Calcium: foods, functions, how much do you need & more

Last Updated : 11 January 2021
Table of contents

    We’ve probably all heard that calcium makes our bones strong and healthy at least once in our childhood. But is that all that we need it for?

    What is calcium?

    Calcium is one of the major minerals, which our bodies need in relatively larger amounts to keep healthy. We can find calcium in many animal- and plant-based foods, as well as in drinking water.

    What are the functions of calcium?

    One of the key roles of calcium, together with phosphorus, is to form and keep our bones and teeth strong. In fact, it’s in our bones and teeth where we find 99% of our calcium stored. The remaining is used for other vital functions such as to help our blood vessels contract and relax (thus, supporting our normal blood circulation), keeping our hearts beating, moving our muscles and helping our nerve cells carry messages (nerve impulses) between the brain and the body. Calcium is also a key element to activate different enzymes and helps our bodies release hormones.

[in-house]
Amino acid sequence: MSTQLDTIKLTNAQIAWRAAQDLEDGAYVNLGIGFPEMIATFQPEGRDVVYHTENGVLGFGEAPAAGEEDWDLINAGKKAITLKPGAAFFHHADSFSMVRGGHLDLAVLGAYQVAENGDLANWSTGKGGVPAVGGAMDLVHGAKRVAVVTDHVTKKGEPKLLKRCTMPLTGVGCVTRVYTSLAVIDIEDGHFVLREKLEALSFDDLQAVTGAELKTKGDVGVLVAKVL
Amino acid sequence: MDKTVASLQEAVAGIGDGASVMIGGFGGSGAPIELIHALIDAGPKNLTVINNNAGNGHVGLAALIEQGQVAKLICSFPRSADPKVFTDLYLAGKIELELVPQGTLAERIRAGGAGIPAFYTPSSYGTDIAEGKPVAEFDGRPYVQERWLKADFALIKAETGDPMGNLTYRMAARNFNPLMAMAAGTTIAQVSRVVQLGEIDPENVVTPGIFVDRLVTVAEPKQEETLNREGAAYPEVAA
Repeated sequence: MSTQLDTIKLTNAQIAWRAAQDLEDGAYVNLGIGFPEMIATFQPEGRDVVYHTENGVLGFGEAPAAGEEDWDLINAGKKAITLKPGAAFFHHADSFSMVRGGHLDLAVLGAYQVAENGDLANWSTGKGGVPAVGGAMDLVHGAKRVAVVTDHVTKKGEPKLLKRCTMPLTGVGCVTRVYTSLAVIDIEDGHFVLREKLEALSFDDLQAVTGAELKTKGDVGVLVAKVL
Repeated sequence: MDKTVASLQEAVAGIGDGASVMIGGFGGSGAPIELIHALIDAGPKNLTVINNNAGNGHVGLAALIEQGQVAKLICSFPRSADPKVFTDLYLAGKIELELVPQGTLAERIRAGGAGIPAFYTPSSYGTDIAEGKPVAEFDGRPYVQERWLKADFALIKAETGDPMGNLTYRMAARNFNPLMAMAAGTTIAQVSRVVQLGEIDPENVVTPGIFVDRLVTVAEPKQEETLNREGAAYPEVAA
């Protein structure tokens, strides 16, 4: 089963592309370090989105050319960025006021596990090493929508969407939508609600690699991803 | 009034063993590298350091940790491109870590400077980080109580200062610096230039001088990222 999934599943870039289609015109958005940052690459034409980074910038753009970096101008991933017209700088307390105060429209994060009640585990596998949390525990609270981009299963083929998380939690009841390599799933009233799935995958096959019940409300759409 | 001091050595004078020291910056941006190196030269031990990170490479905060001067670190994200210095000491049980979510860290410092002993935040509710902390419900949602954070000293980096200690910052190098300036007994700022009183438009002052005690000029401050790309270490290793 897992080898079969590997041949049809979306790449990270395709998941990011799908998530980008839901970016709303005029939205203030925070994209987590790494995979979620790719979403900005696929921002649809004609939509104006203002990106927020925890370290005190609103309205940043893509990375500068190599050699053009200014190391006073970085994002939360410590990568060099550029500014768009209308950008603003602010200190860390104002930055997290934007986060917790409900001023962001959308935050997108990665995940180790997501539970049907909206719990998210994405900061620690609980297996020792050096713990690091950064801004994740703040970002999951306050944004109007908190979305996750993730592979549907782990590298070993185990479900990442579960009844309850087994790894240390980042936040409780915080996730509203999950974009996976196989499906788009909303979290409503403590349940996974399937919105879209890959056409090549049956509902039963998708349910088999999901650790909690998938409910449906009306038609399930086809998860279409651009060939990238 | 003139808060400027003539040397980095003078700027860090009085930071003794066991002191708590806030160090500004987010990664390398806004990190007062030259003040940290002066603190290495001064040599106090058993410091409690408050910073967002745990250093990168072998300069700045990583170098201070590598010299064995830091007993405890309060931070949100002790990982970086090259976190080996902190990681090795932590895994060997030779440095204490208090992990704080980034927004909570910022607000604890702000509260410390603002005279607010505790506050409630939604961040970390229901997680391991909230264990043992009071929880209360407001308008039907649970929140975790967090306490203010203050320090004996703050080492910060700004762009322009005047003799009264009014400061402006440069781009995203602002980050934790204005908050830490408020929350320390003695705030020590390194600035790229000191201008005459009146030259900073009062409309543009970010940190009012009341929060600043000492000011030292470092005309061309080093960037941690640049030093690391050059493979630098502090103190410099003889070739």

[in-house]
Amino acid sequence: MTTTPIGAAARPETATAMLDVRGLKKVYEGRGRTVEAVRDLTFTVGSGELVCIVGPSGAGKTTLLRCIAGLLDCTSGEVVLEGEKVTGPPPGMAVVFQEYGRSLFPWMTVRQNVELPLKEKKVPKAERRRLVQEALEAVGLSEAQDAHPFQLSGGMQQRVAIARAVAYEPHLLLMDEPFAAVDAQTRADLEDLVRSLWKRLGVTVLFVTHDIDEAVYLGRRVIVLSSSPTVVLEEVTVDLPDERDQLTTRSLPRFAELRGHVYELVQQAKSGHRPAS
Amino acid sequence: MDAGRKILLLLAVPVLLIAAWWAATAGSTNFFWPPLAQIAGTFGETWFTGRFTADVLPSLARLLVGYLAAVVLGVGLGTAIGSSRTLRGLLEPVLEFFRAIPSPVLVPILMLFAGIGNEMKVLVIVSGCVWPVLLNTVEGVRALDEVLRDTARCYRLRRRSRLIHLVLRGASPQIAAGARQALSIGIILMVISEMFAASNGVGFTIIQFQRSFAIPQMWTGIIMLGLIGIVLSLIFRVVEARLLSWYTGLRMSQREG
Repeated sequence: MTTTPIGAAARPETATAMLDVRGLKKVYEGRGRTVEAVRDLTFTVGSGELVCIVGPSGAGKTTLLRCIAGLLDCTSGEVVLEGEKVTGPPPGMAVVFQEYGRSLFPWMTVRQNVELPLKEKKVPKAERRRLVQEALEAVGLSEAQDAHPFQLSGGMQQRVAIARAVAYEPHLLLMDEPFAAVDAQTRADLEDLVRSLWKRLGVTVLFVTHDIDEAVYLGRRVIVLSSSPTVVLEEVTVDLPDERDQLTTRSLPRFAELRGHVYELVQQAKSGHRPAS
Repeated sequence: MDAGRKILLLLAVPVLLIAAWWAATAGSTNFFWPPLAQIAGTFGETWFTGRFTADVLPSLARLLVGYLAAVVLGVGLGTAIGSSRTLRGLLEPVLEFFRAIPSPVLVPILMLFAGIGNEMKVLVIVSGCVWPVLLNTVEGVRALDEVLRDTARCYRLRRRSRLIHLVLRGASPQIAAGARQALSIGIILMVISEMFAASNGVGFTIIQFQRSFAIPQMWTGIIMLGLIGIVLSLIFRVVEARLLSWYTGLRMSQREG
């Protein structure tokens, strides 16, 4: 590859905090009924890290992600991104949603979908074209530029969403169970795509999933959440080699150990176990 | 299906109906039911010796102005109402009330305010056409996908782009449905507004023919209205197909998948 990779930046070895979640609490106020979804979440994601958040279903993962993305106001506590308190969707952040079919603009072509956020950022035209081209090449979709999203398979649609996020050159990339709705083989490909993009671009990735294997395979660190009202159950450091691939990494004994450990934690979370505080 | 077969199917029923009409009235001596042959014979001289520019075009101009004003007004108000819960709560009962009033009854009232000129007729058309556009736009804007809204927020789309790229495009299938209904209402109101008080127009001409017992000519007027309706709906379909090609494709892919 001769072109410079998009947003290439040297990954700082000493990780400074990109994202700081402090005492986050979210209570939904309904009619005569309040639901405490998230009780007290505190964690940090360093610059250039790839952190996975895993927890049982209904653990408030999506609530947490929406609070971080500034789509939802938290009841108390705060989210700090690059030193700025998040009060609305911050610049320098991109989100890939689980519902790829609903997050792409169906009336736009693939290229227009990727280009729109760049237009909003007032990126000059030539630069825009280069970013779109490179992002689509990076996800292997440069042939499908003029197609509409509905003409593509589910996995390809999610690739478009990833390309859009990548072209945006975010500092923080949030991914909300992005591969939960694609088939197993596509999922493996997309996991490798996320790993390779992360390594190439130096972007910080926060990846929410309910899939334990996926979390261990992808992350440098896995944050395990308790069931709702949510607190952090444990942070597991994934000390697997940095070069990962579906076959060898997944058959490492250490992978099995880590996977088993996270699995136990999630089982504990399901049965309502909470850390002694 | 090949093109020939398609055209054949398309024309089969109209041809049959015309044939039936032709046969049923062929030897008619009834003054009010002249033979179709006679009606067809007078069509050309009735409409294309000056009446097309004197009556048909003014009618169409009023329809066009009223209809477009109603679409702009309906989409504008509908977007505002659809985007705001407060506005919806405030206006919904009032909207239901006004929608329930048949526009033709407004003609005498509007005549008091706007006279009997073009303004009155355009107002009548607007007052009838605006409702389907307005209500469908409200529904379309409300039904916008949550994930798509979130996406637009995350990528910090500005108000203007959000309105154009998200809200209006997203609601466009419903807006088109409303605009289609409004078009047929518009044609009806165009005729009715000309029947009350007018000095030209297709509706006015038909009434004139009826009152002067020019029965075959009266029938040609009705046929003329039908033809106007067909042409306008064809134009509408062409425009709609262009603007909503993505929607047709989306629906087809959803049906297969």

functions of calcium

    How much calcium do I need per day?

    How much calcium you need per day changes according to your age, sex and life-stage.

    The dietary reference value (DRV)* for healthy adults (over the age of 18) including during pregnancy and lactation, is between 950-1000 mg of calcium per day.

    We can get enough calcium from our diets by eating a variety of foods. Following your country's dietary guidelines on a healthy and balanced diet will help you meet your needs for calcium.